A few additional pointers before we begin:
Writes one blogger: “The thing about couples’ vibrators (and the thing about couples) is that each individual will have a wildly different experience, and the success of the device (or the relationship) is your ability to make it work for you.”
With that in mind, I’d suggest starting simple, small, and uncomplicated. You can program some vibes for different series of pulses, to vibrate to music, to use with your Smartphone or a remote. I’ll bet some vibes change color with your mood. But why make things more complicated than they need to be at first?
Consider the type of power you’d prefer: rechargeable (no batteries to buy; most powerful), lithium ion batteries (more power), regular alkaline batteries (typically less power). Some vibes are waterproof (consider the possibilities…).
When your vibrator arrives, check it out either alone or with your partner; charge it up; read the manual; test-drive the features. To start, use it on your extremities at the lowest setting, even with your clothes on, to get used to the feeling. How does it feel on your leg? Arms? Move to the back of the knee. Inner thigh. Circle the nipple—his and yours if you’re test-driving together.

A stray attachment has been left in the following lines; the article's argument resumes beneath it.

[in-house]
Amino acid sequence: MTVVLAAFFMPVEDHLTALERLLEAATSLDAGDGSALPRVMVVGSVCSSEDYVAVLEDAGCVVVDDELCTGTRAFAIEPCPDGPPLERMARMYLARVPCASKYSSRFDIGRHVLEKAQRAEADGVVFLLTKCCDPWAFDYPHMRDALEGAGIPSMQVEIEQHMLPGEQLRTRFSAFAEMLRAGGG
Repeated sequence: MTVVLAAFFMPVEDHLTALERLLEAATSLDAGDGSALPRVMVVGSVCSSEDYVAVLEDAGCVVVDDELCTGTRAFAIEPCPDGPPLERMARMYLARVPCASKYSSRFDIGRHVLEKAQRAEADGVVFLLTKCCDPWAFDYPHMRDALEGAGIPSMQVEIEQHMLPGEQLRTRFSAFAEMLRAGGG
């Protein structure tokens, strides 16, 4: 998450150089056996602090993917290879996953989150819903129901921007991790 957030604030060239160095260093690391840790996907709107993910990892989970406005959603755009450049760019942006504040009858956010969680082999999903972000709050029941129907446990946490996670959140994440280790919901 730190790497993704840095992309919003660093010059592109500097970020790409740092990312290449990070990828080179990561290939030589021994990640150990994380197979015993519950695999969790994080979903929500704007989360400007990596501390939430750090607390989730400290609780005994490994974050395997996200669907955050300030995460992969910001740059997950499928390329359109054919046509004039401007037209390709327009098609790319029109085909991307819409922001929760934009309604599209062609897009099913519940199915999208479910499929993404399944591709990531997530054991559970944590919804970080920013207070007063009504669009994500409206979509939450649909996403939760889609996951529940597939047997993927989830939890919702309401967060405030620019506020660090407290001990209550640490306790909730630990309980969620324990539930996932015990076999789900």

Take it slow. Continue to explore what works for you. Use it on the labia, around the vagina. Or let him do it. Don’t go for a direct hit on the clitoris; too abrupt just hurts. Oblique works better. Vary the speed, the intensity, the angle.
Take turns. Let him hold the vibe and guide his hand. Then switch and let him guide you. Once you’ve both figured out what feels good, you can communicate with, or show, your partner.